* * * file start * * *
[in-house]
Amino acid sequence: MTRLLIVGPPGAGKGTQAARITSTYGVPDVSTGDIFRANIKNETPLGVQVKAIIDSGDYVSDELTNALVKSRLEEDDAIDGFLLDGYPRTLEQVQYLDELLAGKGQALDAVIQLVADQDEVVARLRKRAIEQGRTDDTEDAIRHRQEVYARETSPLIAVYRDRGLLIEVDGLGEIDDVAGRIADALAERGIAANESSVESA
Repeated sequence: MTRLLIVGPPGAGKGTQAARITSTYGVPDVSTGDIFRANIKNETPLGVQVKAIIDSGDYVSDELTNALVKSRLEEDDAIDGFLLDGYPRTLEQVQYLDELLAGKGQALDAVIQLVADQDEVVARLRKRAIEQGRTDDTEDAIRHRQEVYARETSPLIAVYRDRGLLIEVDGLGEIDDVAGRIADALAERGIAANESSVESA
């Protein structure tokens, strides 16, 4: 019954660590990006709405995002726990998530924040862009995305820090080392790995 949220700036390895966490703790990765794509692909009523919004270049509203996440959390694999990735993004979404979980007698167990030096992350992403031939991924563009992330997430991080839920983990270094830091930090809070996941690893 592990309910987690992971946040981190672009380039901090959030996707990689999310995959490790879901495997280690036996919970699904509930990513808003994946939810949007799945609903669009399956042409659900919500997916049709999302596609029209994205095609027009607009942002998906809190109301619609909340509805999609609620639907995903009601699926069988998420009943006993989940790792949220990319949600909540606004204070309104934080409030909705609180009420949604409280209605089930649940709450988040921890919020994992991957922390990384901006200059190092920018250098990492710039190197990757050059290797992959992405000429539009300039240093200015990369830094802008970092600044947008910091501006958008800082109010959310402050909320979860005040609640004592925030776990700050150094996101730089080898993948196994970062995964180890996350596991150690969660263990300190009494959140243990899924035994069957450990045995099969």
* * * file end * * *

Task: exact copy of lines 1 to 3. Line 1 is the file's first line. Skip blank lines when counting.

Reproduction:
[in-house]
Amino acid sequence: MTRLLIVGPPGAGKGTQAARITSTYGVPDVSTGDIFRANIKNETPLGVQVKAIIDSGDYVSDELTNALVKSRLEEDDAIDGFLLDGYPRTLEQVQYLDELLAGKGQALDAVIQLVADQDEVVARLRKRAIEQGRTDDTEDAIRHRQEVYARETSPLIAVYRDRGLLIEVDGLGEIDDVAGRIADALAERGIAANESSVESA
Repeated sequence: MTRLLIVGPPGAGKGTQAARITSTYGVPDVSTGDIFRANIKNETPLGVQVKAIIDSGDYVSDELTNALVKSRLEEDDAIDGFLLDGYPRTLEQVQYLDELLAGKGQALDAVIQLVADQDEVVARLRKRAIEQGRTDDTEDAIRHRQEVYARETSPLIAVYRDRGLLIEVDGLGEIDDVAGRIADALAERGIAANESSVESA